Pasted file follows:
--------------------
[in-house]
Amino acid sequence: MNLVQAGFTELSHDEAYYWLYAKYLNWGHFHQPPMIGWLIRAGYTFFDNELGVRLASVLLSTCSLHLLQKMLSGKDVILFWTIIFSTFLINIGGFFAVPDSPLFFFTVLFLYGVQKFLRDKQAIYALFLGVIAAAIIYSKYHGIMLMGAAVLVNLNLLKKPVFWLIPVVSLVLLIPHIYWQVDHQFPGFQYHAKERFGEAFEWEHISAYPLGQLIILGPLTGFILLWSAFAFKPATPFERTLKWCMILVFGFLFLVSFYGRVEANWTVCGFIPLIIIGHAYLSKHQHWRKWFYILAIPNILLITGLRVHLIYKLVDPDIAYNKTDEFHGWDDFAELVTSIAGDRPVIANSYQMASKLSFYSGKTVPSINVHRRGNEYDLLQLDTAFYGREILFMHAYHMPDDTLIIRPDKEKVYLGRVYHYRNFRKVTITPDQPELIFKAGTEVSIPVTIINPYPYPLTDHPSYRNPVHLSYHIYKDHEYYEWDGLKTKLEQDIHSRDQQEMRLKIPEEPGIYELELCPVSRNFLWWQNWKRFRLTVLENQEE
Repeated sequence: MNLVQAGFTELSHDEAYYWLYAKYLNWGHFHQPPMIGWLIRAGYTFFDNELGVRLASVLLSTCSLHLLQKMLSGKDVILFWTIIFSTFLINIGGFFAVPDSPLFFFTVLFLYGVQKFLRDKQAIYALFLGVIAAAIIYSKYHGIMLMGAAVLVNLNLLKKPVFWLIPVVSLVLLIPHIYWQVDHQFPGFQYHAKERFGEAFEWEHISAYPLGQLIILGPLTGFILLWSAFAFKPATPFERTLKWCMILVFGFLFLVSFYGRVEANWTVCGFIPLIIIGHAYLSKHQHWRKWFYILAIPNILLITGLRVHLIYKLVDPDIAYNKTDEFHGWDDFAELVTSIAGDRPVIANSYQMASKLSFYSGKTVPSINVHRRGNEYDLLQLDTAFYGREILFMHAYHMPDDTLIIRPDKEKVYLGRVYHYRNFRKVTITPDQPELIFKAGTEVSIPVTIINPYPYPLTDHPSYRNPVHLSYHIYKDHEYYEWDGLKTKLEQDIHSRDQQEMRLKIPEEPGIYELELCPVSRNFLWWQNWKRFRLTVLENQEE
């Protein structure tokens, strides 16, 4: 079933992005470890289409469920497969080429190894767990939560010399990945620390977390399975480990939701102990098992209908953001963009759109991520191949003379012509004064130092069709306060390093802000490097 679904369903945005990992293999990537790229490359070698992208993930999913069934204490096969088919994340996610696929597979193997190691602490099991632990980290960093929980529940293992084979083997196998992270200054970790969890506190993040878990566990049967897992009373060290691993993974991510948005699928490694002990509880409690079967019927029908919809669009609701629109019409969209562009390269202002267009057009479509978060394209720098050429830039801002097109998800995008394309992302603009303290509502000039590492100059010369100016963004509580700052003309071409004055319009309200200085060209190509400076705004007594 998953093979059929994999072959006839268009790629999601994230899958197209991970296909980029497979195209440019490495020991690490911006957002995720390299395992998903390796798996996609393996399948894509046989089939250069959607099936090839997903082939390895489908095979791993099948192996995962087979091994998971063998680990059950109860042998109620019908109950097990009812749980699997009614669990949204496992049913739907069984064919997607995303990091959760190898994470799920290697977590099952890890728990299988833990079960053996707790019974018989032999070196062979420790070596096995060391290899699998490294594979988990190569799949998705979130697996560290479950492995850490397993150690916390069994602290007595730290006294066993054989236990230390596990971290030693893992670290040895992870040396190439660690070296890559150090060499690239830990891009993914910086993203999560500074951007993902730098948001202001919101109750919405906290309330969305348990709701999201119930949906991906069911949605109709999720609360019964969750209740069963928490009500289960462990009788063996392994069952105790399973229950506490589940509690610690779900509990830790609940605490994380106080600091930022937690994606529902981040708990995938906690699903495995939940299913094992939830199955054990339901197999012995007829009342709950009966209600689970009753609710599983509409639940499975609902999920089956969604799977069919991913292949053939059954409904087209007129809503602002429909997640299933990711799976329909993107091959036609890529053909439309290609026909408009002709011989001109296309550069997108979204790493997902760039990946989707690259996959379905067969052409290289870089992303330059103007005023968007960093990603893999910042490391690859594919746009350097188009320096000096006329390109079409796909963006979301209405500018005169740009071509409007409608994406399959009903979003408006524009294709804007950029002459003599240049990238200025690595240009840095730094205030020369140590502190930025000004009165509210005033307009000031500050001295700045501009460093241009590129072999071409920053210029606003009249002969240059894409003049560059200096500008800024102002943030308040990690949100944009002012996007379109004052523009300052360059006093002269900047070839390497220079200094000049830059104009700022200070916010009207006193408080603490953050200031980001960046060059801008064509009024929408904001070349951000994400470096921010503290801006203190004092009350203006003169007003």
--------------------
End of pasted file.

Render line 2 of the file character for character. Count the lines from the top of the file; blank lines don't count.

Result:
Amino acid sequence: MNLVQAGFTELSHDEAYYWLYAKYLNWGHFHQPPMIGWLIRAGYTFFDNELGVRLASVLLSTCSLHLLQKMLSGKDVILFWTIIFSTFLINIGGFFAVPDSPLFFFTVLFLYGVQKFLRDKQAIYALFLGVIAAAIIYSKYHGIMLMGAAVLVNLNLLKKPVFWLIPVVSLVLLIPHIYWQVDHQFPGFQYHAKERFGEAFEWEHISAYPLGQLIILGPLTGFILLWSAFAFKPATPFERTLKWCMILVFGFLFLVSFYGRVEANWTVCGFIPLIIIGHAYLSKHQHWRKWFYILAIPNILLITGLRVHLIYKLVDPDIAYNKTDEFHGWDDFAELVTSIAGDRPVIANSYQMASKLSFYSGKTVPSINVHRRGNEYDLLQLDTAFYGREILFMHAYHMPDDTLIIRPDKEKVYLGRVYHYRNFRKVTITPDQPELIFKAGTEVSIPVTIINPYPYPLTDHPSYRNPVHLSYHIYKDHEYYEWDGLKTKLEQDIHSRDQQEMRLKIPEEPGIYELELCPVSRNFLWWQNWKRFRLTVLENQEE